Life History, Maintenance, and the Early Origins of Immune Function, THOMAS W. MCDADE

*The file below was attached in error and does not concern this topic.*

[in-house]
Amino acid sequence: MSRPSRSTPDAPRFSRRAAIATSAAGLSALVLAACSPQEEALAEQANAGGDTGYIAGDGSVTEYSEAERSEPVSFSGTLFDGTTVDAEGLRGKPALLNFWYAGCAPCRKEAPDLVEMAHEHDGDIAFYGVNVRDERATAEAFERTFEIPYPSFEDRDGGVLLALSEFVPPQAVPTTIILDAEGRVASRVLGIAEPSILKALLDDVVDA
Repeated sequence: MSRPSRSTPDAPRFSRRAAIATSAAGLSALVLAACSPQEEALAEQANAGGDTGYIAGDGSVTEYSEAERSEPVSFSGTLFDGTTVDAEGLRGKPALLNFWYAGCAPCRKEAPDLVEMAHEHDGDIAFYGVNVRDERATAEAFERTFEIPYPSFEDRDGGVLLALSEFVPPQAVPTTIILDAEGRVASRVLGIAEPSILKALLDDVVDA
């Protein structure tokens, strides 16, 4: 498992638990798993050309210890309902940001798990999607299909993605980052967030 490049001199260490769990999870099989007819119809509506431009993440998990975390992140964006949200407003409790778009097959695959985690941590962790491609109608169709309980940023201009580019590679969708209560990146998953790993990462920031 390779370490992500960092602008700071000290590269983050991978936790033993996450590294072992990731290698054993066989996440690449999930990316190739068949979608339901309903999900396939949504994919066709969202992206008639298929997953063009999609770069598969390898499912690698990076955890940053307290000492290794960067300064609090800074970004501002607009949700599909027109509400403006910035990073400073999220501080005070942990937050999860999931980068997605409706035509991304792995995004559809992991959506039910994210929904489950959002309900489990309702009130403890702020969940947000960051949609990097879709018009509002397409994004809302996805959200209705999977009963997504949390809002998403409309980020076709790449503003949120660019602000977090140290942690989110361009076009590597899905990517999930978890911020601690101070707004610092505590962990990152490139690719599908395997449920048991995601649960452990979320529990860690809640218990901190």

ABSTRACT There is compelling evidence to suggest that early environments are important determinants of immune function over the life course. While current research focuses on proximate mechanisms and clinical implications, an adaptationist perspective may contribute a theoretical basis for explaining, rather than merely describing, the long-term impact of early environments. Life history theory in particular, with its emphasis on the life cycle and investment in maintenance effort—of which immune function is a central component—provides a predictive framework for identifying prenatal and early postnatal factors that are likely to shape immunity. Key life history issues at these stages include avoiding death from infectious disease, investing in immune defenses that are appropriate for the local disease ecology, and optimizing competing demands for investment in immune function and growth. A series of hypotheses derived from these issues are proposed and evaluated with data from ongoing research in the Philippines and Bolivia. Ecologically-informed research on immunity is in its earliest stages, and life history theory has the potential to make important contributions to our understanding of the development and function of this critical physiological system.